07 November 2023, The Tablet

Whatever we think of its contents, the King’s Speech is a moment to pray for our leaders


The King’s Speech ends: “My Lords and members of the House of Commons, I pray that the blessing of Almighty God may rest upon your counsels.”

Whatever we think of its contents, the King’s Speech is a moment to pray for our leaders

The King delivers the Speech from the Throne during the State Opening of Parliament on 7 November.
PA Images / Alamy

Today, Charles III gave his first King’s Speech as an anointed monarch at the State Opening of Parliament (having delivered the Queen’s Speech on his mother’s behalf last year). Which means that this is the first King’s Speech since George VI in 1951.  

This is a crucial moment in the political calendar for the government to state its top priorities and kickstart a new programme  of legislation. Ceremonially however, it is a moment of constitutional theatre that for most onlookers is frankly bizarre.

The King arrives in Parliament with much pomp and proceeds to the throne in the House of Lords. Then, in one of the most striking moments, the official named Black Rod is sent to summon MPs from the Commons. She then has the doors slammed in her face before knocking three times and leading MPs out to hear the King in the House of Lords.

This is a ritual harking back to the English Civil War, and is an enduring symbol of parliament’s independence from the monarch.

The strangeness continues. The King then reads a speech that is completely written by the government, setting out all of its plans for the next year of legislation. He delivers the speech as neutrally as possible to avoid hinting at any support or disagreement. 

So begins the process of the parliamentary year – the prime minister and his government set out to “sell” the content of the speech, and the opposition and backbench MPs seek to scrutinise and challenge it. New legislation will be set in motion which over the coming 12 months are meant to be debated in full in both Houses of Parliament with – given the government’s still sizeable majority – those bills likely to become law during this period.

The King’s Speech, or as it is officially known, the Speech from the Throne, traditionally ends: “My Lords and members of the House of Commons, I pray that the blessing of Almighty God may rest upon your counsels.”

Ceremony and bizarre ritual aside, this is an important moment in the parliamentary calendar to pray stridently for our nation, our government, our parliament, our democracy, our monarch, our leaders.

My reminders to pray for our government and our leaders may be getting predictable by now – but 1 Timothy 2:1-2 does still apply! We are encouraged, even commanded, to pray for our rulers, whether we agree with them or not, whether we like them or not!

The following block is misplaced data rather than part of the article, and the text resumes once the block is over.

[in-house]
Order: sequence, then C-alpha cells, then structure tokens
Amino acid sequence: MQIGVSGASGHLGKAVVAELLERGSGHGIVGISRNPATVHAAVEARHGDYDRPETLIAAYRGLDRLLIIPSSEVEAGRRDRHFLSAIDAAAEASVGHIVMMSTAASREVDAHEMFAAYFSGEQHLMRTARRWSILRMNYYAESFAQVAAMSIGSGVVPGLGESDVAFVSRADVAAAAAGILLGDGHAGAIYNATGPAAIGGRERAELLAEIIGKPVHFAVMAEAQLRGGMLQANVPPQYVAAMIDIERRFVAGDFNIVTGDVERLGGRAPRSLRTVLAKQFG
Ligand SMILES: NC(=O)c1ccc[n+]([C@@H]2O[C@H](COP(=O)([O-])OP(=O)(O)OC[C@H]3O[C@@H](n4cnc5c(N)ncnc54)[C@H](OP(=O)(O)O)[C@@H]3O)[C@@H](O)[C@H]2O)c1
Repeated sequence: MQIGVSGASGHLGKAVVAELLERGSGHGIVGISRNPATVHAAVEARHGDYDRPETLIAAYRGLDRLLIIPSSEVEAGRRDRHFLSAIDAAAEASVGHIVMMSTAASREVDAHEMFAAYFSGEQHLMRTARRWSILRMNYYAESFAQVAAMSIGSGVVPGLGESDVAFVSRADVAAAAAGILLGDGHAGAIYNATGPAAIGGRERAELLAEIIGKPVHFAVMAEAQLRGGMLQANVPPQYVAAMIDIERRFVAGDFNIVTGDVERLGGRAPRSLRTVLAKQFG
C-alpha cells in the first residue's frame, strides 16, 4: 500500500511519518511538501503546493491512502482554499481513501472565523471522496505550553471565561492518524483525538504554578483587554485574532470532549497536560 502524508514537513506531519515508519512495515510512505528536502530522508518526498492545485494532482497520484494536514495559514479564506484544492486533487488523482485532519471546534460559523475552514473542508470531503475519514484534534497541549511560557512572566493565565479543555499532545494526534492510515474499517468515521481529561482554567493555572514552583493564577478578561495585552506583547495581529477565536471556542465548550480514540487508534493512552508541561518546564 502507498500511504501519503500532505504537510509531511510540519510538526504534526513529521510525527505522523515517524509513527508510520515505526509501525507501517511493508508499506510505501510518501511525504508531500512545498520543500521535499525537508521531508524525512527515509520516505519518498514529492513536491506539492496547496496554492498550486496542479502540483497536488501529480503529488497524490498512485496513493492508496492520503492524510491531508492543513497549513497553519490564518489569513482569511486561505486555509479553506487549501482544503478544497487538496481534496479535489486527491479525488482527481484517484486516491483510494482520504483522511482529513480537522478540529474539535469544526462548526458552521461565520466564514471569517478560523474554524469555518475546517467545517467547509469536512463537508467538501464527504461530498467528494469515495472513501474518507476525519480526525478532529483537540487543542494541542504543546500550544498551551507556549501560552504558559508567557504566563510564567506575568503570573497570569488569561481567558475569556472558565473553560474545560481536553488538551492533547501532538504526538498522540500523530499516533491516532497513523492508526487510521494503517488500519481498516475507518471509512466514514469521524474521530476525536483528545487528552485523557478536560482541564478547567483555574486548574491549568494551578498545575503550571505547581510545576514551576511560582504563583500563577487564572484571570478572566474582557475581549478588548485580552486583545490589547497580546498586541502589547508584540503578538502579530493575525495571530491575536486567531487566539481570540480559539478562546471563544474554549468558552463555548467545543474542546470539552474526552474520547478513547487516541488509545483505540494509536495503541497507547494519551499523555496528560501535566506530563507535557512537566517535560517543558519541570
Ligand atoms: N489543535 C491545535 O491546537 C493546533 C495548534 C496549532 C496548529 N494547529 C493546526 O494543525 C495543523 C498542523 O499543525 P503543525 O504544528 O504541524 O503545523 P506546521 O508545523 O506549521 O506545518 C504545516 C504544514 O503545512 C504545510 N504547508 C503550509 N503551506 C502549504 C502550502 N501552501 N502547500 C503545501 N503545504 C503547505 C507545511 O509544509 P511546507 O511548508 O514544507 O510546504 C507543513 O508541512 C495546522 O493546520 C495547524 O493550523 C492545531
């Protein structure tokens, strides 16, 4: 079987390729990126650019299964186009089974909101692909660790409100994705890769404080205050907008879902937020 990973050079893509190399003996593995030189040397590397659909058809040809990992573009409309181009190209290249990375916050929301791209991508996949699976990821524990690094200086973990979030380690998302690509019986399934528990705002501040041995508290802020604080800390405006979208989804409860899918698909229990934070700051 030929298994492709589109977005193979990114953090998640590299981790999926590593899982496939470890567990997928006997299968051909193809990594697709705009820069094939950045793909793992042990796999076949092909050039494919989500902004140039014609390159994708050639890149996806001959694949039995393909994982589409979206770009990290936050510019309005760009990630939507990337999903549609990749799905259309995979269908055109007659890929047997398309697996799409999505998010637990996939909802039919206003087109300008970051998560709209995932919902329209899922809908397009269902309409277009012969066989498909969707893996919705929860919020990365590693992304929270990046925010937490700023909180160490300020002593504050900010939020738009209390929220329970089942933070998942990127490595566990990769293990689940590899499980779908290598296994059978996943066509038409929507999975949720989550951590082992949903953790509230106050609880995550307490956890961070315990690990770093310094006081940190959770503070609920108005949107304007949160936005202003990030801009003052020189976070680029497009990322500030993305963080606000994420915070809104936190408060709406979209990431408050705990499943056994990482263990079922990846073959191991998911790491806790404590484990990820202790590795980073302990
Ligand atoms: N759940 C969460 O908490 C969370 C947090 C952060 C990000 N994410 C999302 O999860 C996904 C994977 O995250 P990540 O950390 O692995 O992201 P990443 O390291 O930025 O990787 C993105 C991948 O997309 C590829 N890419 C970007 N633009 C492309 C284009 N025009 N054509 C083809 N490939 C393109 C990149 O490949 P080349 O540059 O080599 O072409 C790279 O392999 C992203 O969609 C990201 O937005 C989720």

Many will see the pomp and ceremony, or hear a snippet of the PM’s defence, or of the attacks from opposition MPs, and react in any number of ways. The temptation might be to moan at the pointless rituals and change the channel. It might be to throw our hands up in despair at the petty backbiting of debates and switch off altogether. But is our first reaction ever to pray for them?

No matter how much we might disagree with this government, or how strongly some might oppose the monarchy, Ephesians 6:12 tells us this: “Our struggle is not against flesh and blood, but against the rulers, against the authorities, against the powers of this dark world and against the spiritual forces of evil in the heavenly realms.”

We owe it to those in positions of political, earthly authority to contend for them in prayer. Those of us in political parties may well be battling them at the ballot box, but ultimately it’s not human authorities we’re contesting when we pray for wise government, and righteous legislation, and justice for the poor and oppressed. 

We should struggle in prayer. When was the last time you prayed ambitiously for something huge? When was the last time you prayed for one specific MP? One specific bill? Why not bring a local newspaper or a list of your local councillors to your next prayer meeting and pray through it.

And if, like Black Rod, you’ve ever felt like the door to engaging with politics has been slammed in your face, or like you and your community have been left out of the room where key political discussions are happening, perhaps now is the time to pray for those doors to be opened. Instead of feeling powerless or disillusioned, why not engage and be part of the change. Democracy only works when everyone is involved, and we especially need those who will bring Jesus’ compassion and wisdom into roles at all levels of governance – local, national, and international.

When the King is preparing to enter the House of Lords, he sits in the Robing Room, opposite a mural by William Dyce called “The vision of Sir Galahad and his Company”. It shows Jesus Christ sat on the throne.

As Jesus says in Matthew 28:18: “All authority in heaven and on earth has been given to me.” So in this moment of great pomp and political importance, lets go to Him on the ultimate throne.




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